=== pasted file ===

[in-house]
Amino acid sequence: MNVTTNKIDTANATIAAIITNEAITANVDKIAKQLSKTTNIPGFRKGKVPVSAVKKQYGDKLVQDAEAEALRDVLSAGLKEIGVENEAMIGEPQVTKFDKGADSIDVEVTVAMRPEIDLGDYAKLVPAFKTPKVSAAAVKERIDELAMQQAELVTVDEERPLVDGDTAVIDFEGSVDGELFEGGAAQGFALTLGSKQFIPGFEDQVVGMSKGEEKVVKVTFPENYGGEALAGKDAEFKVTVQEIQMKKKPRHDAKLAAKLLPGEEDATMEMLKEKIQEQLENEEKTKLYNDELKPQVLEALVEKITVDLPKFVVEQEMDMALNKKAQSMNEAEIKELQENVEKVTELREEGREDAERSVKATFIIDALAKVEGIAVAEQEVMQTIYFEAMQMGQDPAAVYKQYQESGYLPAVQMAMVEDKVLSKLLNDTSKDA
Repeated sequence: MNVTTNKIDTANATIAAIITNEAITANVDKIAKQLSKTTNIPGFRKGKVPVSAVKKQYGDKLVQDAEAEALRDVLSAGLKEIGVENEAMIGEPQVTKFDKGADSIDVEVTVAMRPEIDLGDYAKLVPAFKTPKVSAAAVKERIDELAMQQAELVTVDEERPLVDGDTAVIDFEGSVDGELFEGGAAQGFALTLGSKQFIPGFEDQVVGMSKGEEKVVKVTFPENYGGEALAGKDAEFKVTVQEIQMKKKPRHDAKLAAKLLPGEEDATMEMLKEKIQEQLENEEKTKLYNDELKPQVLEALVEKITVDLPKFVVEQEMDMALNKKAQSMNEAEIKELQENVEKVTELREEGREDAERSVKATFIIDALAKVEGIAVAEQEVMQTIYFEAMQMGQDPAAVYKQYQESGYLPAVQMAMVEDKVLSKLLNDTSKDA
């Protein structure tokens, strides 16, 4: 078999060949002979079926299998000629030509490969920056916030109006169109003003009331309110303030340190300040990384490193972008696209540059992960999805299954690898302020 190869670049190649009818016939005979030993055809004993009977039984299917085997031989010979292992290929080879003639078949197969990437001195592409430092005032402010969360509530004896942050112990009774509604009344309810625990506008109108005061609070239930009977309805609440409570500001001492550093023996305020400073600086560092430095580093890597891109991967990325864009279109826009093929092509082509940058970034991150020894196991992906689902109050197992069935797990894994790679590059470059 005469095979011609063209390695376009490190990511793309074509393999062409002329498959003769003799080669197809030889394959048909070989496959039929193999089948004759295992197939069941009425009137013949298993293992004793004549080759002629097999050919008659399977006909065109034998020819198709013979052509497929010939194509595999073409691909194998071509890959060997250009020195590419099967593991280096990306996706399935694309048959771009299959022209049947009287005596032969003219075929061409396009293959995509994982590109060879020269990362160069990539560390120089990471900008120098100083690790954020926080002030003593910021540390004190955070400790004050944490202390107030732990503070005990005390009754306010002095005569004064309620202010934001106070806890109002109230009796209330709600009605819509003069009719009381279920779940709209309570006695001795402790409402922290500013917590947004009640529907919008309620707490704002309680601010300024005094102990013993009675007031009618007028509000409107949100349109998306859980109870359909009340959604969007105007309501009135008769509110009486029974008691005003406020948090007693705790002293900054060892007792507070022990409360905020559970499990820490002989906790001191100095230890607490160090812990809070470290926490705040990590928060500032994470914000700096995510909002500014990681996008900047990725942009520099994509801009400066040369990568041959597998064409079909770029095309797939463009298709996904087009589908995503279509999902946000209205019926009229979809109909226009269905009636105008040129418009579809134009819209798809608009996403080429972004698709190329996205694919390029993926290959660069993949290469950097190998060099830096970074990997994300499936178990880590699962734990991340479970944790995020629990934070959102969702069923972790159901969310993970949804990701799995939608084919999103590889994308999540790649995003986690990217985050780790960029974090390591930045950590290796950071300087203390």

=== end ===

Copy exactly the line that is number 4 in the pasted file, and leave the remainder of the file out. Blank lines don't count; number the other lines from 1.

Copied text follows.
């Protein structure tokens, strides 16, 4: 078999060949002979079926299998000629030509490969920056916030109006169109003003009331309110303030340190300040990384490193972008696209540059992960999805299954690898302020 190869670049190649009818016939005979030993055809004993009977039984299917085997031989010979292992290929080879003639078949197969990437001195592409430092005032402010969360509530004896942050112990009774509604009344309810625990506008109108005061609070239930009977309805609440409570500001001492550093023996305020400073600086560092430095580093890597891109991967990325864009279109826009093929092509082509940058970034991150020894196991992906689902109050197992069935797990894994790679590059470059 005469095979011609063209390695376009490190990511793309074509393999062409002329498959003769003799080669197809030889394959048909070989496959039929193999089948004759295992197939069941009425009137013949298993293992004793004549080759002629097999050919008659399977006909065109034998020819198709013979052509497929010939194509595999073409691909194998071509890959060997250009020195590419099967593991280096990306996706399935694309048959771009299959022209049947009287005596032969003219075929061409396009293959995509994982590109060879020269990362160069990539560390120089990471900008120098100083690790954020926080002030003593910021540390004190955070400790004050944490202390107030732990503070005990005390009754306010002095005569004064309620202010934001106070806890109002109230009796209330709600009605819509003069009719009381279920779940709209309570006695001795402790409402922290500013917590947004009640529907919008309620707490704002309680601010300024005094102990013993009675007031009618007028509000409107949100349109998306859980109870359909009340959604969007105007309501009135008769509110009486029974008691005003406020948090007693705790002293900054060892007792507070022990409360905020559970499990820490002989906790001191100095230890607490160090812990809070470290926490705040990590928060500032994470914000700096995510909002500014990681996008900047990725942009520099994509801009400066040369990568041959597998064409079909770029095309797939463009298709996904087009589908995503279509999902946000209205019926009229979809109909226009269905009636105008040129418009579809134009819209798809608009996403080429972004698709190329996205694919390029993926290959660069993949290469950097190998060099830096970074990997994300499936178990880590699962734990991340479970944790995020629990934070959102969702069923972790159901969310993970949804990701799995939608084919999103590889994308999540790649995003986690990217985050780790960029974090390591930045950590290796950071300087203390």